Similarly, the Global Crop Diversity Trust is trying to create a linked chain of gene banks by endowing the most important of them around the world. "Gene banks are clearly one of the basic building blocks of a healthy agricultural system," says Roy Steiner, a senior program officer in agricultural development at the Gates Foundation, which gave $30 million to the Trust. "It's this library that nature has given us from millions of years of evolution, and the fact that we're allowing these incredible books to be lost is a tragedy."
Gene banks tend to be underfunded, disorganized, and located in hard-luck places, partly because much of the planet's genetic diversity arose in what are now the poorest countries. Many of the 1,400 facilities around the world that describe themselves as gene banks are, Fowler says, places "where you wouldn't want to store a kid's milk for lunch."
Before it gained notoriety for its prison, Abu Ghraib was the site of Iraq's national seed bank. It was destroyed and looted after the 2003 American invasion, its collections of lentils, rye, barley and other seeds gone forever. Afghanistan's seed bank was obliterated during mujahadeen fighting in the 1990s; a clandestine seed collection established afterward and hidden in a private house in Jalalabad was also looted-robbed for the plastic bottles used to store the seeds. In 1985, a starving group of homeless people broke into Peru's National Agricultural Institute and made off with its sweet-potato collection. Last year, a typhoon washed away the Philippines's gene bank-countless variations of sweet potato, taro and banana carried off in a river of mud.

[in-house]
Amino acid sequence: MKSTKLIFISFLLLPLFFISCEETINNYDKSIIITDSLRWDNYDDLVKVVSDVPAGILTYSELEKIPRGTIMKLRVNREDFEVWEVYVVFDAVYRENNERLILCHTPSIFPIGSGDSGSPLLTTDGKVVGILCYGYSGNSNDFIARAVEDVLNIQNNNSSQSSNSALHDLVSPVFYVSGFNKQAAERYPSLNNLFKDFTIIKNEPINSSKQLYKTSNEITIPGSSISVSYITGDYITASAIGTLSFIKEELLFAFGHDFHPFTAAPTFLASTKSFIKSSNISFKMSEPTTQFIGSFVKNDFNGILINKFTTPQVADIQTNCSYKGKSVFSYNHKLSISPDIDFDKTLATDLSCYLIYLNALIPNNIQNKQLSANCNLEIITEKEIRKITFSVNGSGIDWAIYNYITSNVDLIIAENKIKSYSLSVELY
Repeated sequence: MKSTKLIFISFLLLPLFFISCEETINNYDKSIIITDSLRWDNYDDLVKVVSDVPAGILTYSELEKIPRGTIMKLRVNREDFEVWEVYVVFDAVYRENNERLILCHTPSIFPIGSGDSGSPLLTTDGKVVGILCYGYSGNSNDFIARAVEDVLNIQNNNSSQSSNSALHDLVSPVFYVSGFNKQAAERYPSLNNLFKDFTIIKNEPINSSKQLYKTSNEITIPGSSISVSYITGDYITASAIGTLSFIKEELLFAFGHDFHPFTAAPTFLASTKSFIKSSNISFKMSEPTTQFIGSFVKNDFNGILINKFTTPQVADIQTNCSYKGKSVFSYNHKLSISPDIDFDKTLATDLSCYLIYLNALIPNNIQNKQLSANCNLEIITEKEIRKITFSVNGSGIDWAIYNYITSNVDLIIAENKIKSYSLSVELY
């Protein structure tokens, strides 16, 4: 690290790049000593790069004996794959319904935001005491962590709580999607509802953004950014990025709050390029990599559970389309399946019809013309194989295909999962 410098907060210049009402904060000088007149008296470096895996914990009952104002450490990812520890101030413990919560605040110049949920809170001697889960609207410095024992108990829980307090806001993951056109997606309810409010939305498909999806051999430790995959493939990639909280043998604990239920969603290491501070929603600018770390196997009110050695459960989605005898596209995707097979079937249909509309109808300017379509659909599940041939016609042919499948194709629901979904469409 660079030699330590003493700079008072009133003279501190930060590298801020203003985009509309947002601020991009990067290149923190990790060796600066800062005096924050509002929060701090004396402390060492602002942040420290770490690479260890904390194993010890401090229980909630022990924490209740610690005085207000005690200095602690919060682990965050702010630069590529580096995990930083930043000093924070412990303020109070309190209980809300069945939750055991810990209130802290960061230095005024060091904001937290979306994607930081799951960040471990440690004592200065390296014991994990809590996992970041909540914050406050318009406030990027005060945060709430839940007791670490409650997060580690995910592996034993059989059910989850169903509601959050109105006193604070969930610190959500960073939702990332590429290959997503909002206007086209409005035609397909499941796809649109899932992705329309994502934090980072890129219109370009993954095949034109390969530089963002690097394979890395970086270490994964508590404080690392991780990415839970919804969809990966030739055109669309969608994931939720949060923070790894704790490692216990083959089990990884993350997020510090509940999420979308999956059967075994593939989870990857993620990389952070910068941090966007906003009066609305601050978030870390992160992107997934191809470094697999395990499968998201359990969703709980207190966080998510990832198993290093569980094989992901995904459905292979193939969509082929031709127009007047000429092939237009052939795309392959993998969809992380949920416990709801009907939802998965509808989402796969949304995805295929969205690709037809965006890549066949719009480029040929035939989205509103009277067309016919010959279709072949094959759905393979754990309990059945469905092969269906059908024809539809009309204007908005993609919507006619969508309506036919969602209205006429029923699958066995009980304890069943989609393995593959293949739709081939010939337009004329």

What did we lose, exactly? It's impossible to say. "The problem in explaining it to the public," Fowler says, "is we don't know what was lost. And you can say, 'Well so what?' And I can't answer, 'Well, what we've lost was the last form of resistance to a disease that we're going to encounter five years from now.' "
Saving the World, Invisibly
The foot soldiers of biodiversity have an extraordinarily important mission, but the particular irony of their efforts is that if things turn out as they hope, and the biodiversity of plant life is preserved, the material they bring back to the impenetrable vault in Norway will never truly be needed. If all goes well, no one will know the lengths to which scientists like Guarino and Fowler went.
Anonymity and thanklessness have always been part of this work. Across the sprawl and chaos of Addis Ababa from the Shola Market is the Institute for Biodiversity Conservation. Guarino has come to Addis with Fowler to discuss an endowment for the Ethiopian national gene bank and its relationship with the Svalbard vault. For three hours, the two men sit with a group of Ethiopian officials, sipping thick sweetened coffee and snacking on roasted barley as they hammer out an agreement to ensure the continued safety of the country's collections of nine crucial cereal crops.